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Dominic Raab wrong to claim individuals can meet two people from another household at same time, government admits

‘They can see both parents – but not at the same time,’ The Independent is told – in embarrassing U-turn

Rob Merrick
Deputy Political Editor
Monday 11 May 2020 10:25 BST
Dominic Raab says people can meet up with their parents in a park

People will only be allowed to meet one of their parents after the lockdown is eased, the government has said in an embarrassing U-turn.

Moments after Dominic Raab suggested that it would be possible to meet two people from another household in some circumstances – provided it was in a park, at two metres apart – the public was told that that advice was wrong.

The U-turn comes amid other confusion over the date when staff will be urged to go back to work if they can, and whether some pubs could reopen from July.

On Sunday, Downing Street provoked fears of people being forced to “pick a parent”, if the relaxation of the lockdown, from Wednesday, allowed them to meet only one other person from another household.

Mr Raab, when asked whether someone could meet up with both their parents in a park, told BBC Radio 4: “Well, you could if there’s two metres apart.”

However, a government source quickly withdrew the statement, telling The Independent: “They can see both parents but not at the same time – they would have to see them individually.”

The episode is certain to increase criticism that Boris Johnson, in his determination to make a prime-time TV address before full details were published, further muddied the government’s message.

At one point, Mr Raab said ministers recognised that “people want to get outdoors” – even as Scotland and Wales insist on retaining their “stay home” message.

“If you’re out in the park and you’re two metres apart, we’re saying now – and use some common sense and you socially distance – you can meet up with other people,” the foreign secretary said.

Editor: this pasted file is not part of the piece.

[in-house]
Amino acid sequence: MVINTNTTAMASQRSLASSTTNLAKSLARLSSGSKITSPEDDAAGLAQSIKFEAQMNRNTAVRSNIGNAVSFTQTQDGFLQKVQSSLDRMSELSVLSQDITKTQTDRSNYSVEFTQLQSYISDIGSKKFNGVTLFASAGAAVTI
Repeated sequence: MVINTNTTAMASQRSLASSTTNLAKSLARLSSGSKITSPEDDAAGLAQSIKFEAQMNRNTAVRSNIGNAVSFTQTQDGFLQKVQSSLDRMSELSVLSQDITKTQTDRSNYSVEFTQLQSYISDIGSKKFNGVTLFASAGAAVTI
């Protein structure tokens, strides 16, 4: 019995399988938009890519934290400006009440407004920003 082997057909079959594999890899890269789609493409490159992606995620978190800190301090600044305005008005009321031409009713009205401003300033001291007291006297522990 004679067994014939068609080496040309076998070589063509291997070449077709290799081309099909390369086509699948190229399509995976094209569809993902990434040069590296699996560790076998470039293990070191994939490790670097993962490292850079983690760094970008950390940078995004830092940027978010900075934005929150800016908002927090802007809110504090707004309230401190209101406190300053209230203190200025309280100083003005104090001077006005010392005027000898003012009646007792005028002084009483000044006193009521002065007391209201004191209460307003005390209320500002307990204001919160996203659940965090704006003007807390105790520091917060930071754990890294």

“The key thing is people want to get outdoors, particularly with this weather, particularly I think for mental health and, frankly, the frustration people feel if they’re cooped up for too long, for protracted periods.”

Mr Raab also sparked further confusion about the controversial instruction for staff to return to work from today if possible – saying it would now come in on Wednesday.

He referred only to people “in construction and manufacturing” returning to work, with guidance on creating secure workplaces not to be published until Tuesday.

One of the biggest overnight criticisms of the prime minister’s TV address was that it gave some workers only 12 hours to prepare for an apparent resumption, with public transport largely shut down.

Labour continued to attack the chaotic messages being sent out to worried workers. Nick Thomas-Symonds, the shadow home secretary, said: “People should be able to work in safety.

“People shouldn’t be in the uncertain position that they are today. Certainty helps workers; it helps employers. And that’s what the government should actually be providing.”

Mr Raab ducked repeated questions about whether workers had the right to walk out if they believed they were in unsafe conditions, saying: “It’s very difficult to answer that.”

On Sunday, the prime minister said: “We now need to stress that anyone who can’t work from home, for instance those in construction or manufacturing, should be actively encouraged to go to work.”

However, the government is now downplaying any significant change, saying the workers affected can already go to work under existing rules.

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